You have put your trust in your provider to help you and try to keep you and your baby safe. So sometimes it can’t be a point of conversation. Right. Because we’re trying to help in what might be a very stressful situation, but it should always still just be like, are you okay with it?
[00:09:46.750] – Hilary Erickson
Yeah. And most people don’t want to even have more than a 30 second conversation.
[00:09:52.240] – Dr Fran
Yes, exactly. Just, Yep! Whatever you think is best.
[00:09:54.500] – Hilary Erickson
If we had a 20 minute conversation about everything, people’s eyes would glaze over. They would have no idea what’s going on. They just be like, whatever you think is best. I chose you as my doctor. I trust you. That really is the feeling for most people in the hospital.
[00:10:06.180] – Hilary Erickson
So if you have more questions, it would really be up to you to be like, okay, are you just breaking it because it’s your routine? Because a lot of doctors, it is the routine. Before they go into office hours, they go and try and break all the water.
[00:10:16.420] – Hilary Erickson
And if that was me and I was that patient, I’d probably be like, Whoa, Nelly, let’s do it at lunchtime. And they may put on, like, a little bit of a guilt trip that I’m not going to be here. I will not be able to speed your labor up until lunch or dinner or whatever. And you just like, that’s fine.
[00:10:30.590] – Dr Fran
And that’s that shared decision making.
[00:10:32.760] – Hilary Erickson
Yeah. Okay. So the next thing I thought about was continuous monitoring. So usually when you go to the hospital, you have the monitors put on you, and that would be the standard of care, especially when you show up.
[00:10:42.730] – Hilary Erickson
We want to see your contractions and your baby and all that kind of stuff. But once we have, like 20 minutes and the baby looks beautiful, you can make the choice to get up. Do you have a lot of patients who asked for not continuous monitoring?
[00:10:53.860] – Dr Fran
I cannot say that we have a lot of those. And then actually, sometimes people don’t want the monitoring because they feel tied down to the bed. And actually a lot of hospitals now have ours is called, like, a Monica, where it’s like a sticky that goes on your belly and you actually can move around and still be traced very well.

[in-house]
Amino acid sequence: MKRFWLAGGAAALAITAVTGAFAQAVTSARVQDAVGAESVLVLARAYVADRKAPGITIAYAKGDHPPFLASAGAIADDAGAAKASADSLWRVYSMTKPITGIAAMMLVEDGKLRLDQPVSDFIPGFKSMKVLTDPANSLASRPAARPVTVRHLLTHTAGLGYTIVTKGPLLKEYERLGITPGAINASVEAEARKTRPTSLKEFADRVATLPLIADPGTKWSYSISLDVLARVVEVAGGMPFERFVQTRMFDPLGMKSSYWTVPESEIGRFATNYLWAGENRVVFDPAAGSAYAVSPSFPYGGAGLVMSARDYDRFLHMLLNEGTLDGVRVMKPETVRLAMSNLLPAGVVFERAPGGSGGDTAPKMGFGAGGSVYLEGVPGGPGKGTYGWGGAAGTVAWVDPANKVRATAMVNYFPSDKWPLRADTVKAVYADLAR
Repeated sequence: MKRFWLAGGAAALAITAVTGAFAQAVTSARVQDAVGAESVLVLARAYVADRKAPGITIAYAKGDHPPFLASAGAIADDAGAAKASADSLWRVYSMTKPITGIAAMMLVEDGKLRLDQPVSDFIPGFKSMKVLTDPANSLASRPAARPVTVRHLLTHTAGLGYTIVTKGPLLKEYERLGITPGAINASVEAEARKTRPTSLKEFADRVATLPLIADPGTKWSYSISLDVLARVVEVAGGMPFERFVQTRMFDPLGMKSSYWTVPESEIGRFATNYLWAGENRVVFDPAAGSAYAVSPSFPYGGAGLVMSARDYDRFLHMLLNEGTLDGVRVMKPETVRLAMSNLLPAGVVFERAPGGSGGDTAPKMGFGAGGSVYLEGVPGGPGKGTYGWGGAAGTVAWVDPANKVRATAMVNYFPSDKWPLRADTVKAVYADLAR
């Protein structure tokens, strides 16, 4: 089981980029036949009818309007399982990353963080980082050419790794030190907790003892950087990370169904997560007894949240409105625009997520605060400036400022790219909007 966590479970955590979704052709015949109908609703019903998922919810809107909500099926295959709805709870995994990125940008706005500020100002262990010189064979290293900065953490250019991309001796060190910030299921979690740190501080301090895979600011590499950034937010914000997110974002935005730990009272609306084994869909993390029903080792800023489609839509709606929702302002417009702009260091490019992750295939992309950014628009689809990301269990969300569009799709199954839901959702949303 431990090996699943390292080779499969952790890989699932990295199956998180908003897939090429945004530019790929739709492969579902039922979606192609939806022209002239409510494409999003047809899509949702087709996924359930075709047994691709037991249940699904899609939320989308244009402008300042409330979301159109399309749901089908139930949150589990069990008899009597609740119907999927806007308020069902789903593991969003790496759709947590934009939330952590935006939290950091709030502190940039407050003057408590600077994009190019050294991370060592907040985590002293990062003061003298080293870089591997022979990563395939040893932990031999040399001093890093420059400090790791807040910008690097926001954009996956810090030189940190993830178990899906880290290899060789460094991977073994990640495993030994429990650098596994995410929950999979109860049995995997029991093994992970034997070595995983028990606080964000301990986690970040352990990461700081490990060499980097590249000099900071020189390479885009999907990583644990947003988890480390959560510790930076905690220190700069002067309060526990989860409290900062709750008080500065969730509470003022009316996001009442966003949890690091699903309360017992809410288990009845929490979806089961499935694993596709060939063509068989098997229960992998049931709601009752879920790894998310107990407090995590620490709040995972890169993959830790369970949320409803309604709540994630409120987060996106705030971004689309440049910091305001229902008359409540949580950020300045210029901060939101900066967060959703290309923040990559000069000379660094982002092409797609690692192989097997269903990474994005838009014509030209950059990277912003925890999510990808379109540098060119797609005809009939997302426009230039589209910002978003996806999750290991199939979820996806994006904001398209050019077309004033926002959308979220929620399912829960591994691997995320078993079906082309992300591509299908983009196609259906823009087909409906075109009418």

[00:11:10.630] – Dr Fran
And you can also still stand by the bed. I’ve had many women sit on labor balls or rocking next to the bed while still being monitored. So I feel sometimes there’s a perception that being monitored means that you’re flat on your back and you can’t move.
[00:11:24.240] – Dr Fran
And that’s not necessarily, hardly ever, the situation. So just to dispel that little myth, I would say I’ve had very, very few people ever not ask for continuous monitoring. And I think a lot of our patients who come to the hospital are looking to be monitored.
[00:11:39.730] – Hilary Erickson
Yeah. That is one of the main safety benefits is that monitor and nurses constantly watching it. There is always evil eyes on every bed and every single baby.
[00:11:50.390] – Dr Fran
I mean, there is hardly ever a time that there is less than two people’s eyes on a baby strip, whether that’s a nurse and the nurse sitting next to her. It’s people sitting at the nurse’s station. It’s the charge nurse. It’s the residents. If there are some, it’s the attending.
[00:12:04.360] – Dr Fran
There are so many eyes on these strips to make sure that we are keeping baby safe. Medications like Petrosin are being given at appropriate intervals. When we see a baby’s heart rate go down for that terminal decel, people across the unit are running because so many people are there to keep an eye on everyone and to keep them safe.
[00:12:25.490] – Dr Fran
So I would say, again, this could be a big discussion that you have. And I do think it is a discussion that should be had prior to coming to labor and delivery. If this is a discussion you want to have, you see your care team for 36 weeks of your pregnancy.
[00:12:39.450] – Dr Fran
I probably wouldn’t wait until the day that you show up in labor delivery to say, these are all my wishes. These are things I think you should discuss with your care team prior to the stressful hospital environment that it could be.